Martin Luther King Day

MLKIn April of 1963, Rev. Martin Luther King, Jr. was arrested and jailed in Birmingham, Alabama while participating in a peaceful march in protest of that city’s segregationist laws. While confined in the Birmingham city jail, he learned of criticism against his protests by a group of Alabama clergymen. To explain himself and his philosophy of non-violent “direct action,” King secretly penned a response, at first in the margins of a copy of the daily newspaper, then on pieces of paper smuggled into the cell by another inmate.

You can read the entire letter here. In honor of Rev. King’s life, and in recognition of the Christian faith that was the foundation of his beliefs and actions, I’m excerpting some of his “Letter from Birmingham Jail” here.

I am in Birmingham because injustice is here. Just as the prophets of the eighth century B.C. left their villages and carried their “thus saith the Lord” far beyond the boundaries of their home towns, and just as the Apostle Paul left his village of Tarsus and carried the gospel of Jesus Christ to the far corners of the Greco-Roman world, so am I compelled to carry the gospel of freedom beyond my own home town. … I cannot sit idly by in Atlanta and not be concerned about what happens in Birmingham. Injustice anywhere is a threat to justice everywhere.

One has not only a legal but a moral responsibility to obey just laws. Conversely, one has a moral responsibility to disobey unjust laws. I would agree with St. Augustine that “an unjust law is no law at all.”

Now, what is the difference between the two? … A just law is a man-made code that squares with the moral law or the law of God. An unjust law is a code that is out of harmony with the moral law. To put it in the terms of St. Thomas Aquinas: An unjust law is a human law that is not rooted in eternal law and natural law. Any law that uplifts human personality is just. … All segregation statutes are unjust because segregation distorts the soul and damages the personality. … Segregation, to use the terminology of the Jewish philosopher Martin Buber, substitutes an “I it” relationship for an “I thou” relationship and ends up relegating persons to the status of things.

I submit that an individual who breaks a law that conscience tells him is unjust and who willingly accepts the penalty of imprisonment in order to arouse the conscience of the community over its injustice, is in reality expressing the highest respect for law.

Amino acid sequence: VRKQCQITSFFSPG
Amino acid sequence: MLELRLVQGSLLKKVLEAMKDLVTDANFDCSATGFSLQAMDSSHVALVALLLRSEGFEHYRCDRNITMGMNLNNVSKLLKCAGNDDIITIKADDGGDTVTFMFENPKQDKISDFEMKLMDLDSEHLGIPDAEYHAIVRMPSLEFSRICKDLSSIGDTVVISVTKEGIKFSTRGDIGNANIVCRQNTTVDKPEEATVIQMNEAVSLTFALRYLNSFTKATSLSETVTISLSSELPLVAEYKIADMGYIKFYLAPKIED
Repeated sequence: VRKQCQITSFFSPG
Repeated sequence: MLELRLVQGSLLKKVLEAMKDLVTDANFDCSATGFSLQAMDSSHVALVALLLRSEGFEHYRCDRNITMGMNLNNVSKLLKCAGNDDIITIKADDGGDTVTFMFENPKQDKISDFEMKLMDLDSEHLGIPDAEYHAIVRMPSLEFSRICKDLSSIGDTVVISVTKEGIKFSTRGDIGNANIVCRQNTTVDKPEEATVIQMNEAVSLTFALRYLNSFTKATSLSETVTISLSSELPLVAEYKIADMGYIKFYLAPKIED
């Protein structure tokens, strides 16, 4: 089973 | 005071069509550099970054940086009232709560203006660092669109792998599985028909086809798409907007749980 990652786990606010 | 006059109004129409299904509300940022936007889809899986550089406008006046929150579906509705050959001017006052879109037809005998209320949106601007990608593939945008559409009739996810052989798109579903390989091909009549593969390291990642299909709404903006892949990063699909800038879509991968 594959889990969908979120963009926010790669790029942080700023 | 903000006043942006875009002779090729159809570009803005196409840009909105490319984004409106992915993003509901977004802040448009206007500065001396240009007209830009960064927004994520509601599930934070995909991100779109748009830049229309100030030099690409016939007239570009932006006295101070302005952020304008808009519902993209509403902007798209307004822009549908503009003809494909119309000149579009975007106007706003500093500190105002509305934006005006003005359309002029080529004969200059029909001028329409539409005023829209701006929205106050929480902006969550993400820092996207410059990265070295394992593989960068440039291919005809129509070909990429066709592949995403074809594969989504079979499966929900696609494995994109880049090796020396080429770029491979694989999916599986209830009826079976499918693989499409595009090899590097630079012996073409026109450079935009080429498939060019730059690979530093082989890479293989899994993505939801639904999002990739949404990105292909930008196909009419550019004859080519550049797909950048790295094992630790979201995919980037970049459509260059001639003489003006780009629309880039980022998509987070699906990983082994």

Of course, there is nothing new about this kind of civil disobedience. It was evidenced sublimely in the refusal of Shadrach, Meshach and Abednego to obey the laws of Nebuchadnezzar, on the ground that a higher moral law was at stake. It was practiced superbly by the early Christians, who were willing to face hungry lions and the excruciating pain of chopping blocks rather than submit to certain unjust laws of the Roman Empire. …

We should never forget that everything Adolf Hitler did in Germany was “legal” and everything the Hungarian freedom fighters did in Hungary was “illegal.”

Was not Jesus an extremist for love: “Love your enemies, bless them that curse you… Was not Amos an extremist for justice: “Let justice roll down like waters and righteousness like an ever-flowing stream.” … Was not Martin Luther an extremist: “Here I stand; I cannot do otherwise, so help me God.” … And Abraham Lincoln: “This nation cannot survive half slave and half free.” … So the question is not whether we will be extremists, but what kind of extremists we will be. Will we be extremists for hate or for love? Will we be extremists for the preservation of injustice or for the extension of justice?

There was a time when the church was very powerful — in the time when the early Christians rejoiced at being deemed worthy to suffer for what they believed. In those days the church was not merely a thermometer that recorded the ideas and principles of popular opinion; it was a thermostat that transformed the mores of society. … By their effort and example they brought an end to such ancient evils as infanticide and gladiatorial contests.

Things are different now. So often the contemporary church is a weak, ineffectual voice with an uncertain sound. So often it is an archdefender of the status quo. … But the judgment of God is upon the church as never before. If today’s church does not recapture the sacrificial spirit of the early church, it will lose its authenticity, forfeit the loyalty of millions, and be dismissed as an irrelevant social club with no meaning for the twentieth century.

For more information, visit The Martin Luther King, Jr. Research and Education Institute. The “Letter from Birmingham Jail” is copyrighted by The Estate of Martin Luther King, Jr.

Photo credit: demunck.org

Update: Pastor and student of history Mark Daniels has written a fine post honoring King and lamenting the way our US educational system has failed to teach students about Dr. King’s important place in history. Read it all here and add Better Living to your daily reading.

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Comments

  1. You’re the first person (besides me) I’ve seen blog this letter. Last year I discovered it, and then I wondered why I had never seen it before then! It’s amazing. “We” have so reduced King to his “I have a dream” speech, when there is so much more to be known! I’ll have to check out your link by Daniels, it looks like it could speak to some questions I have.

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